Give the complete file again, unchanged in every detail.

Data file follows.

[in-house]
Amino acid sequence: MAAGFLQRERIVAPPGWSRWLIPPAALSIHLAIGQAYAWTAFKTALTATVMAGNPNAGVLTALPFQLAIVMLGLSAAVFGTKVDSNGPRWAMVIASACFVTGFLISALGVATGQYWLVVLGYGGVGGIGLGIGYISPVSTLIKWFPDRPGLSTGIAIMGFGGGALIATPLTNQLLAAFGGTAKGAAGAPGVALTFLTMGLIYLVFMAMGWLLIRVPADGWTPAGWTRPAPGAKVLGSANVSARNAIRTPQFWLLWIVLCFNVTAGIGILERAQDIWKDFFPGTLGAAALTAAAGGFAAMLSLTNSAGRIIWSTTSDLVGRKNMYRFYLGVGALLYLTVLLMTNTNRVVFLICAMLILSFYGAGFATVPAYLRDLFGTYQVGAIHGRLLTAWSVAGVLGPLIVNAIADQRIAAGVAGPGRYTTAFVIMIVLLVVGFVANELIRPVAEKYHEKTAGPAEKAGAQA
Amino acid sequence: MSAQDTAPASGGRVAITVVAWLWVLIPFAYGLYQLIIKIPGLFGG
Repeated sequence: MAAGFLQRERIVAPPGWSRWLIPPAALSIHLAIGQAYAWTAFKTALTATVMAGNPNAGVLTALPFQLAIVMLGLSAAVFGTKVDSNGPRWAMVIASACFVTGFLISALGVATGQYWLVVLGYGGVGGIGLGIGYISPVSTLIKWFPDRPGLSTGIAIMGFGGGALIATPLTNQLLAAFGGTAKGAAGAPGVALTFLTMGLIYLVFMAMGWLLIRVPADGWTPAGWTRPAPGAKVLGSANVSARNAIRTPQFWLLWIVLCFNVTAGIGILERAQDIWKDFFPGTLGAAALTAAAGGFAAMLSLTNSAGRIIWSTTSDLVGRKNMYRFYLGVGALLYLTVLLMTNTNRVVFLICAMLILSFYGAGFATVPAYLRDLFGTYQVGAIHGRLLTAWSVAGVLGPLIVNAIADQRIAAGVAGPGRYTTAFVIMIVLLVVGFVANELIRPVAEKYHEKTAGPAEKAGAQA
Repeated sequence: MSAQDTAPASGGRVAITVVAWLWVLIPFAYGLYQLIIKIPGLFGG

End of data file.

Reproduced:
[in-house]
Amino acid sequence: MAAGFLQRERIVAPPGWSRWLIPPAALSIHLAIGQAYAWTAFKTALTATVMAGNPNAGVLTALPFQLAIVMLGLSAAVFGTKVDSNGPRWAMVIASACFVTGFLISALGVATGQYWLVVLGYGGVGGIGLGIGYISPVSTLIKWFPDRPGLSTGIAIMGFGGGALIATPLTNQLLAAFGGTAKGAAGAPGVALTFLTMGLIYLVFMAMGWLLIRVPADGWTPAGWTRPAPGAKVLGSANVSARNAIRTPQFWLLWIVLCFNVTAGIGILERAQDIWKDFFPGTLGAAALTAAAGGFAAMLSLTNSAGRIIWSTTSDLVGRKNMYRFYLGVGALLYLTVLLMTNTNRVVFLICAMLILSFYGAGFATVPAYLRDLFGTYQVGAIHGRLLTAWSVAGVLGPLIVNAIADQRIAAGVAGPGRYTTAFVIMIVLLVVGFVANELIRPVAEKYHEKTAGPAEKAGAQA
Amino acid sequence: MSAQDTAPASGGRVAITVVAWLWVLIPFAYGLYQLIIKIPGLFGG
Repeated sequence: MAAGFLQRERIVAPPGWSRWLIPPAALSIHLAIGQAYAWTAFKTALTATVMAGNPNAGVLTALPFQLAIVMLGLSAAVFGTKVDSNGPRWAMVIASACFVTGFLISALGVATGQYWLVVLGYGGVGGIGLGIGYISPVSTLIKWFPDRPGLSTGIAIMGFGGGALIATPLTNQLLAAFGGTAKGAAGAPGVALTFLTMGLIYLVFMAMGWLLIRVPADGWTPAGWTRPAPGAKVLGSANVSARNAIRTPQFWLLWIVLCFNVTAGIGILERAQDIWKDFFPGTLGAAALTAAAGGFAAMLSLTNSAGRIIWSTTSDLVGRKNMYRFYLGVGALLYLTVLLMTNTNRVVFLICAMLILSFYGAGFATVPAYLRDLFGTYQVGAIHGRLLTAWSVAGVLGPLIVNAIADQRIAAGVAGPGRYTTAFVIMIVLLVVGFVANELIRPVAEKYHEKTAGPAEKAGAQA
Repeated sequence: MSAQDTAPASGGRVAITVVAWLWVLIPFAYGLYQLIIKIPGLFGG